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What is happening to our two-party system? It seems to have been forgotten that American democracy works best with healthy political parties. Party politics seems to be at an all-time low. Traditionally, a strong Democratic Party and a strong Republican Party have characterized politics, the election process, and the atmosphere of how we have gone about governing between election cycles. This has been the case for decades, centuries, and across generations.
But in recent years, there have been growing cracks and fractures in the two-party system. The two-party process seems more fragile than every from two perspectives—relations between the parties and relations within the parties. The public has gone weary of seeing deadlock, the absence of collaboration and compromise between the Republican Party and Democratic Party in Washington. Hardline positions on both sides, preventing the best path forward, have been costly for the country and the people. Leaders on both sides seem to have forgotten that democracy works best with healthy political parties.
Why have the parties become so unhealthy? They have failed to even achieve and foster common understanding, collaboration, and compromise with the opposing factions within their own party. The discordance in the Democratic Party exists between those who are considered progressive or left of the center or mainline members. In the Republican Party, the rift seems to be between those who consider themselves conservative and those who are considered extreme far right. What is lost in the party infighting is that democracy works best with healthy political parties.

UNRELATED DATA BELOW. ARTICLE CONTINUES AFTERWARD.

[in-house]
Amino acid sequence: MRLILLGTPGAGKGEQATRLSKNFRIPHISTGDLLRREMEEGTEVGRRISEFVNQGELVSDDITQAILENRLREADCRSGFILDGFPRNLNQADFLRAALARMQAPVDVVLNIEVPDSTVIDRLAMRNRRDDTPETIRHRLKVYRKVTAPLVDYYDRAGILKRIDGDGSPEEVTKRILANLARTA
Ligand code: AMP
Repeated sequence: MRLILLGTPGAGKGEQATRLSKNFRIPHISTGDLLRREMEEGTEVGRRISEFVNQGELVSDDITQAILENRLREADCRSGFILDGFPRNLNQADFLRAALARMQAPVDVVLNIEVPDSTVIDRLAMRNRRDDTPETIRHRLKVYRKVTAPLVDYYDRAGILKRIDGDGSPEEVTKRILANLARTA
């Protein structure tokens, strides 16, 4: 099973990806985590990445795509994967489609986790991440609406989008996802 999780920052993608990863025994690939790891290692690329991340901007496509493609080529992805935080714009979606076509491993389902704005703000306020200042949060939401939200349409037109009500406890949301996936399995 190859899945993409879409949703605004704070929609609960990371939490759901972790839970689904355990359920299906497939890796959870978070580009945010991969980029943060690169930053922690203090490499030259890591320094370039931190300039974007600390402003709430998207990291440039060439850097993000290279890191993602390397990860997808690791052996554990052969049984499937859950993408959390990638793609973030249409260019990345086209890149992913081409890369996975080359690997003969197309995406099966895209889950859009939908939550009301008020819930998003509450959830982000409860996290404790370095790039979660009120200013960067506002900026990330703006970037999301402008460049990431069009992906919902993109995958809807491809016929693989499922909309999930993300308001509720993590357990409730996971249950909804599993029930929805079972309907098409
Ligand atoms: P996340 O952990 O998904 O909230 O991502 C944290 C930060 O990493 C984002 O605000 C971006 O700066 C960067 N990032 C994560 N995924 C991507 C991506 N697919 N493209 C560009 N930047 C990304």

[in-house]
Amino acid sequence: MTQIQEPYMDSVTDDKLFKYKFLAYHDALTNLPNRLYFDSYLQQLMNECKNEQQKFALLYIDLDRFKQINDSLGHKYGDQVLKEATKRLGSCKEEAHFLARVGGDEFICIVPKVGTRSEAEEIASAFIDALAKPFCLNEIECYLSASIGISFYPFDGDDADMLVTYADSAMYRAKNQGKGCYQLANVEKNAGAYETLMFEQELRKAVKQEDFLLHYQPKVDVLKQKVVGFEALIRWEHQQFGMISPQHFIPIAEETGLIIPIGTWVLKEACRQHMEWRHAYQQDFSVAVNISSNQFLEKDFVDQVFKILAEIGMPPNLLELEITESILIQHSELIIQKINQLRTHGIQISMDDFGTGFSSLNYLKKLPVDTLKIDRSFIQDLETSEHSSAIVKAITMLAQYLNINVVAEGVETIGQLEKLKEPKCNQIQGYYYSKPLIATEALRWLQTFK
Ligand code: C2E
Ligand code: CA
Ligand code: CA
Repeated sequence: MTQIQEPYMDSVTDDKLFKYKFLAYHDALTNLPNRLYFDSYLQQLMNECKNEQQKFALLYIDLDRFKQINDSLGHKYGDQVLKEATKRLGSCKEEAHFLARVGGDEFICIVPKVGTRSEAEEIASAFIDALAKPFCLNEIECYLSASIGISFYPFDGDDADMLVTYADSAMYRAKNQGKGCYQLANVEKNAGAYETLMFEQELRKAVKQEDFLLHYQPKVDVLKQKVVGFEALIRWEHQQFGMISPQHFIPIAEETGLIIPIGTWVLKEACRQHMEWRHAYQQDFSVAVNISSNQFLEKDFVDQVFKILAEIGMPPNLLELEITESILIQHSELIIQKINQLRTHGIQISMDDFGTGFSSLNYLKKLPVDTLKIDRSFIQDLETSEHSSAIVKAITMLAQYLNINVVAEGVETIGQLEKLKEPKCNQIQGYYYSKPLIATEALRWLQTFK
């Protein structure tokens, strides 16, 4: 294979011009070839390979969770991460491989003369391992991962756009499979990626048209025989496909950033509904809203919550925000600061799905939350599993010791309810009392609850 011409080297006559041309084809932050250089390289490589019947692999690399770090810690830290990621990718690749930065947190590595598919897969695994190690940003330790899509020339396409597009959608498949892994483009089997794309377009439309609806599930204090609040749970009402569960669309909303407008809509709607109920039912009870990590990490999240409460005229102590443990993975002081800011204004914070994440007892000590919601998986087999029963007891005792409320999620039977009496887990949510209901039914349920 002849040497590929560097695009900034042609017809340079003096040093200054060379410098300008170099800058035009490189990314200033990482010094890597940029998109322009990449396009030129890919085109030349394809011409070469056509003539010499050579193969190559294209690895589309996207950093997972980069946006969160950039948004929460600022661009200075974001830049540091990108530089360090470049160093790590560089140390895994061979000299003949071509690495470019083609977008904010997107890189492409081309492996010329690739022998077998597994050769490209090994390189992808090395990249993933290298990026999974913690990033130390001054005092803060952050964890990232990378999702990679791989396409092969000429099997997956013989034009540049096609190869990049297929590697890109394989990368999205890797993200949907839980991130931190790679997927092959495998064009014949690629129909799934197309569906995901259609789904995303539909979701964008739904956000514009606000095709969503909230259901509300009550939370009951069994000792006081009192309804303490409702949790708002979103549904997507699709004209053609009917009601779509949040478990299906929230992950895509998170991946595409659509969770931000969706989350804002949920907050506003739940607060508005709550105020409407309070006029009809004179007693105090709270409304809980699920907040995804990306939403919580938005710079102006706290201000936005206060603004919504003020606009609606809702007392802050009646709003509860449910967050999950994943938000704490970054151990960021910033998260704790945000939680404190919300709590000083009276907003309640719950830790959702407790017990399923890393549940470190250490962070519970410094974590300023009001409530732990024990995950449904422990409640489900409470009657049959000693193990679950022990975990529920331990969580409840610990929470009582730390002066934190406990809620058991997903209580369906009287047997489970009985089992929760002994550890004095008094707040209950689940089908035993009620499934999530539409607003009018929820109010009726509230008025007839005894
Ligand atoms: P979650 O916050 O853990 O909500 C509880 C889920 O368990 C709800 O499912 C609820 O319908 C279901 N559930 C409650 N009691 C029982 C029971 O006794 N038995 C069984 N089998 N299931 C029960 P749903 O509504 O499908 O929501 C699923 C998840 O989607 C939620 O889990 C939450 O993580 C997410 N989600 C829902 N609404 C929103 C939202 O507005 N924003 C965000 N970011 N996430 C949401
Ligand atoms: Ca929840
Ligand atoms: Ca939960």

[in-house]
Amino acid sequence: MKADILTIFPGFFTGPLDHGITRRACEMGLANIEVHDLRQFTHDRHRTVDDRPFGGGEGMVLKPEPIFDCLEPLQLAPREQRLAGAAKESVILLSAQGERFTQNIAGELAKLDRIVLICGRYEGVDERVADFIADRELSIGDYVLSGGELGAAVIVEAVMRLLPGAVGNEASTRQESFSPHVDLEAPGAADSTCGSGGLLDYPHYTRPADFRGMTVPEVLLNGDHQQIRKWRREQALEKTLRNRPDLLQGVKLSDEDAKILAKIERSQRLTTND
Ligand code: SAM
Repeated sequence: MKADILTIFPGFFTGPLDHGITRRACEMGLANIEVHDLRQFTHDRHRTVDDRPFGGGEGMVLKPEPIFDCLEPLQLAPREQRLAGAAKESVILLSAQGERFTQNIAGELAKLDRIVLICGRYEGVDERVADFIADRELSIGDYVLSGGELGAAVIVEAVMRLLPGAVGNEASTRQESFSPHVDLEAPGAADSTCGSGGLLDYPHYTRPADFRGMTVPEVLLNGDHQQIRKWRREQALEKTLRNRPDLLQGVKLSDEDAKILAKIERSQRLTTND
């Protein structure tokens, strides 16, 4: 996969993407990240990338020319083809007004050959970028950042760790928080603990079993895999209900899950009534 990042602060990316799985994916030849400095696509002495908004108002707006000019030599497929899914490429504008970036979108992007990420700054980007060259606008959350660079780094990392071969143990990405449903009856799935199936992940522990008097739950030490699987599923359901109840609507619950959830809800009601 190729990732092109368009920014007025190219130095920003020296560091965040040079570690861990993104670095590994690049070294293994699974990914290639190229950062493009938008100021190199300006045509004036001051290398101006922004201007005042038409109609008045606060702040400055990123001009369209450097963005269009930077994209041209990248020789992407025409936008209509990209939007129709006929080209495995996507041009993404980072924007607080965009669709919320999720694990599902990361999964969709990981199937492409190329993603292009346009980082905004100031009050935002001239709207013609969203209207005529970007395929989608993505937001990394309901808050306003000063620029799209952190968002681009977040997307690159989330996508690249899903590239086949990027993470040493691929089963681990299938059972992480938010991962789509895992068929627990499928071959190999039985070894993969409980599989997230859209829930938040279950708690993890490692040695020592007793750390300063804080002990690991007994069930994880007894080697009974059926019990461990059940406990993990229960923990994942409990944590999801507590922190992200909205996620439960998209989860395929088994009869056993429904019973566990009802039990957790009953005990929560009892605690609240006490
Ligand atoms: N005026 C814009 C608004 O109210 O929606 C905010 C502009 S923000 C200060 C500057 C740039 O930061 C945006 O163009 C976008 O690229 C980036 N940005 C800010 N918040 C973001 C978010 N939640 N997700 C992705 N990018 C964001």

What will it take to stop this destructive and detrimental decline in the functioning of our two-party system, which has historically kept American democracy making progress for the American people?
First, both parties need to do what it takes to get their own house in order. The hardline factions within the parties are weakening their effectiveness as a whole. Putting the welfare of the country and its citizens must regain center focus, must become the main priority in conducting the people’s business. The Republican Party and the Democratic Party must believe unequivocally that democracy works best with healthy political parties.
Secondly, every elected official, regardless of party affiliation, must be willing to put any and all personal interests, any grab for personal power aside. Elected officials must always let the best interest of the country and people drive their decisions, speech, and actions.
Thirdly, a commitment to decency, respect, and civility must be the governing principle at elected officials work with each other. But all three of these steps will not occur until each party is clear about who they are, what they believe, and what they will stand for—their value system. Only their core values and behavior will confirm whether they truly believe democracy works best with healthy political parties.
One party may be sicker than the other. But both need to take steps to work better within their respective parties. The Republican Party and the Democratic Party must figure out how to work better together for the sake of the country.